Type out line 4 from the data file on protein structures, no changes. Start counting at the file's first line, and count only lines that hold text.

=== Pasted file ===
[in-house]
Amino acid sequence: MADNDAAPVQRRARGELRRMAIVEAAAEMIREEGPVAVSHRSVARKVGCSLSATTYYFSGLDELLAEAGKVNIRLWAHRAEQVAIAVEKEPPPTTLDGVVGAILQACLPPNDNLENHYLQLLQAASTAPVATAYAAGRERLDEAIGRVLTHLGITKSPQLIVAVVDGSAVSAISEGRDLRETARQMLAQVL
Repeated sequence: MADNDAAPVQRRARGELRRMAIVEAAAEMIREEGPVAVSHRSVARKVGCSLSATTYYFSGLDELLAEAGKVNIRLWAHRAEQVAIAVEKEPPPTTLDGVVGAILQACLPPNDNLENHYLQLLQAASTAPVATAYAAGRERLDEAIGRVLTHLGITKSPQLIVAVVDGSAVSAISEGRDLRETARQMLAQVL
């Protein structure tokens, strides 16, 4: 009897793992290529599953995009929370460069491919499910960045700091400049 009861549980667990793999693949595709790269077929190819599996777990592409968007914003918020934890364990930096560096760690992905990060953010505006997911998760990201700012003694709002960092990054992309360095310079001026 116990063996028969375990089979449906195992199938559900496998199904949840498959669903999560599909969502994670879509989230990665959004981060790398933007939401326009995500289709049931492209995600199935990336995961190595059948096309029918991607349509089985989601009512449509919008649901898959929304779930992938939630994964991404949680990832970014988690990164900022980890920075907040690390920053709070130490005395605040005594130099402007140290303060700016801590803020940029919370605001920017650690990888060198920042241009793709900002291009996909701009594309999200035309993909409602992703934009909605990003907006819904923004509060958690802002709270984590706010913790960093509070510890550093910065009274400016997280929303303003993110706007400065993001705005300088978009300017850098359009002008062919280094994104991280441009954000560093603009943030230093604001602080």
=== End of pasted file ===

């Protein structure tokens, strides 16, 4: 009897793992290529599953995009929370460069491919499910960045700091400049 009861549980667990793999693949595709790269077929190819599996777990592409968007914003918020934890364990930096560096760690992905990060953010505006997911998760990201700012003694709002960092990054992309360095310079001026 116990063996028969375990089979449906195992199938559900496998199904949840498959669903999560599909969502994670879509989230990665959004981060790398933007939401326009995500289709049931492209995600199935990336995961190595059948096309029918991607349509089985989601009512449509919008649901898959929304779930992938939630994964991404949680990832970014988690990164900022980890920075907040690390920053709070130490005395605040005594130099402007140290303060700016801590803020940029919370605001920017650690990888060198920042241009793709900002291009996909701009594309999200035309993909409602992703934009909605990003907006819904923004509060958690802002709270984590706010913790960093509070510890550093910065009274400016997280929303303003993110706007400065993001705005300088978009300017850098359009002008062919280094994104991280441009954000560093603009943030230093604001602080």